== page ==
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Ballet studio evolves while maintaining tradition of storytelling

Media City Dance in Burbank prepares students for professional companies.

July 07, 2012|By Joyce Rudolph
  • 70 dancers from Media City Dance, from age 3 to 70, perform Atlantis at Burroughs High School in Burbank.
70 dancers from Media City Dance, from age 3 to 70, perform… (Tim Berger / Staff…)

Natasha Middleton's ballet studio and company are evolving in their second decade, but she said she stays true to her main philosophy — perpetuating the tradition of the Ballet Russe while training young dancers for the professional spotlight.

Middleton is a third-generation ballet dancer. Her grandmother Elena Wortova danced with the Ballet Russe, a premier dance company that began in Paris in 1909, and her father Andrei Tremaine performed with the off-shoot company the Ballet Russe de Monte Carlo. Both companies aimed to produce performances that showcased “total theater” — bringing stories to life through dance, pantomime and facial expression accompanied by exciting music, lavish costumes and beautiful sets.

The Ballet Russes brought magic to the stage, Tremaine said. The Ballet Russe de Monte Carlo continued the tradition of performing the great ballets from Russia and the choreography was taught by the finest teachers, he said.

“All of this magic was portrayed in one night of the Ballet Russes,” he said. “There were other very good companies but the legacy and tradition — this is what Natasha has tried to keep to. When she works with these young children, the background is always there — a feeling that comes in like osmosis and penetrates, and she wants to get all of that feeling and that strength and history into all of the productions in every way she can.”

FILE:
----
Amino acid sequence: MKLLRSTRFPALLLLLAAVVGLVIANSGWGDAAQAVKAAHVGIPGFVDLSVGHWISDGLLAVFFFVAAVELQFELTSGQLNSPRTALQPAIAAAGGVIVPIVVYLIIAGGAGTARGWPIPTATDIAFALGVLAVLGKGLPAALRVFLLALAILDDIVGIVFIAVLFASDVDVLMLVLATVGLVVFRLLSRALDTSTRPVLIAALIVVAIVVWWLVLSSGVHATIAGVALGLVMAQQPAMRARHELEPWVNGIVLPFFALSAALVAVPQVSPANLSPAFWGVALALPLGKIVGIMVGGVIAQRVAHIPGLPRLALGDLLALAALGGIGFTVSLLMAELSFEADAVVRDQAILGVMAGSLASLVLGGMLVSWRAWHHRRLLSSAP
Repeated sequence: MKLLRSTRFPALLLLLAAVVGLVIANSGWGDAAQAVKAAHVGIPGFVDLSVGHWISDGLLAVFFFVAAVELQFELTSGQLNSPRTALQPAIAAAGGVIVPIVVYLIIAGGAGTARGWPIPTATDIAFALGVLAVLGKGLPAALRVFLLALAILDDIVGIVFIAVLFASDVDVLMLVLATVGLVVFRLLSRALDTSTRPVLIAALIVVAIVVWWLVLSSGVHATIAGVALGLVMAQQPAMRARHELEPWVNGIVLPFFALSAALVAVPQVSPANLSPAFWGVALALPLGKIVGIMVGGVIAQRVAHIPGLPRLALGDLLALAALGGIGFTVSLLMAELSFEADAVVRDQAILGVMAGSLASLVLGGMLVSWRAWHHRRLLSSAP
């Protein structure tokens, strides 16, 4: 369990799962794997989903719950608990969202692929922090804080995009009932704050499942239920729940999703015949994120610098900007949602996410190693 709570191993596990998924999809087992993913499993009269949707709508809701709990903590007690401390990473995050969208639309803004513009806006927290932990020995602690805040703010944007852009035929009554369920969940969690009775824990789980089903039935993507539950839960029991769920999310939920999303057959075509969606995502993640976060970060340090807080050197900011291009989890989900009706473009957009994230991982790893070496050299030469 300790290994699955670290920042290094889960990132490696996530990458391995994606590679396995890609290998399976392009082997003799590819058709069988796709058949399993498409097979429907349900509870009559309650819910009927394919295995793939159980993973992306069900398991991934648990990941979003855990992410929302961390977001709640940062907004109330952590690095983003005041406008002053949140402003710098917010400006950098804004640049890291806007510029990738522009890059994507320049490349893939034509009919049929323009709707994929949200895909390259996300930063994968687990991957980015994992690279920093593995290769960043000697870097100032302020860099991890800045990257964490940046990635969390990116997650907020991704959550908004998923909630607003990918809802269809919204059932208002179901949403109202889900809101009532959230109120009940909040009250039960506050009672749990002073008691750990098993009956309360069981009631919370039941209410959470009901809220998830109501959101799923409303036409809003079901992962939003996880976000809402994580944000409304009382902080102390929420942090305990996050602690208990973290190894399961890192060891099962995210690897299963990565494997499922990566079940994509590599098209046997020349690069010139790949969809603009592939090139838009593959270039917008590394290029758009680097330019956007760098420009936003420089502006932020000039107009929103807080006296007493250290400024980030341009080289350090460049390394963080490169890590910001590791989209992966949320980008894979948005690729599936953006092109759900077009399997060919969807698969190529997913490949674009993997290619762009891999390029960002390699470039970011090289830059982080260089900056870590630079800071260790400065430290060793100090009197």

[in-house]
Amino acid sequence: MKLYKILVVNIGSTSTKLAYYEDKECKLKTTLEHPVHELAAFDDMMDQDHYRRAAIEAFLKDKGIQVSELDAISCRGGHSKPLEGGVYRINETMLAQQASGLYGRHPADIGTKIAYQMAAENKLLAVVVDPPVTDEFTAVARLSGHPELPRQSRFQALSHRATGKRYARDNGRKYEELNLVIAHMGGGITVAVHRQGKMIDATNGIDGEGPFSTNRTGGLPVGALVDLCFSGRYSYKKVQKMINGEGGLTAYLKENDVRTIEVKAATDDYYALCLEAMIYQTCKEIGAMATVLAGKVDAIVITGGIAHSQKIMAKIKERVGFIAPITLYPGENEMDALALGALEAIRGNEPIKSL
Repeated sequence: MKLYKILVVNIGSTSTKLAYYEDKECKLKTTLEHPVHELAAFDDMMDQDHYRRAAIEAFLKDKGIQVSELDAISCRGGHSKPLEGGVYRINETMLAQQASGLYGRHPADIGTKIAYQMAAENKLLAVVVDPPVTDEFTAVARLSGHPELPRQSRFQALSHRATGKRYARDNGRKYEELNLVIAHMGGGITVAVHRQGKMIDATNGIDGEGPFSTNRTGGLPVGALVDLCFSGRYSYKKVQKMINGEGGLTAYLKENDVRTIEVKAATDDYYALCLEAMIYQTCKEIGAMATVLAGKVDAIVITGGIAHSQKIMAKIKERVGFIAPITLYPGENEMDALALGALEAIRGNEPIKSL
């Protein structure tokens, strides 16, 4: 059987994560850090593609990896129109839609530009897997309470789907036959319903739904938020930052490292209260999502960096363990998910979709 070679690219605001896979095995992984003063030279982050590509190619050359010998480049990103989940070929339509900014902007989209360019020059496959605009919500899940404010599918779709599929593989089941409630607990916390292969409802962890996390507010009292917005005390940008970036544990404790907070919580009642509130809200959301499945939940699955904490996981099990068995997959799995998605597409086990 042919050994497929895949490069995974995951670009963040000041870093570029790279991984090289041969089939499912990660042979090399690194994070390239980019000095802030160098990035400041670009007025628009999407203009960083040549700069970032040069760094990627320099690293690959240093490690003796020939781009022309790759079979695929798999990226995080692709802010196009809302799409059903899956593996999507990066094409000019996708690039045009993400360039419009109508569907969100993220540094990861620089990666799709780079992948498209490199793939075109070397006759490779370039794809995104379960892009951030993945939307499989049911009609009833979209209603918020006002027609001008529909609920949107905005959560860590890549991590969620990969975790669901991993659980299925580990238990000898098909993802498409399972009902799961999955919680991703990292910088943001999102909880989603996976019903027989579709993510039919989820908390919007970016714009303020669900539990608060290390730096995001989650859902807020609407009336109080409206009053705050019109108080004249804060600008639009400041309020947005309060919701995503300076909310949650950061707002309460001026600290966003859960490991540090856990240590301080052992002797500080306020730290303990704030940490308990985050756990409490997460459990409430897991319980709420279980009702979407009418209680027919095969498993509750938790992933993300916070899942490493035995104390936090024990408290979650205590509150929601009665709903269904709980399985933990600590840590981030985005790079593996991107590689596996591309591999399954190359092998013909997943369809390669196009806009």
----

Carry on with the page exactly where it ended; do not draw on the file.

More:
After her own dance career was cut short by a physical challenge, Middleton started her school, Media City Dance, in Burbank 12 years ago and two years later created the company Media City Ballet. The company grew from three Sunday afternoon mini-recitals a year at the Burbank studio to a full-length show in 2002 at the Alex Theatre in Glendale.

In 2003, the company began traveling across the Valley, producing shows at the Northridge Performing Arts Center, and in 2007 it performed a salute to “Men of the Ballet Russe” on the Westside at the Wilshire Ebell Club in Los Angeles. Last year, it drew 850 people when it presented its first performance at the Ford Amphitheatre in Hollywood.

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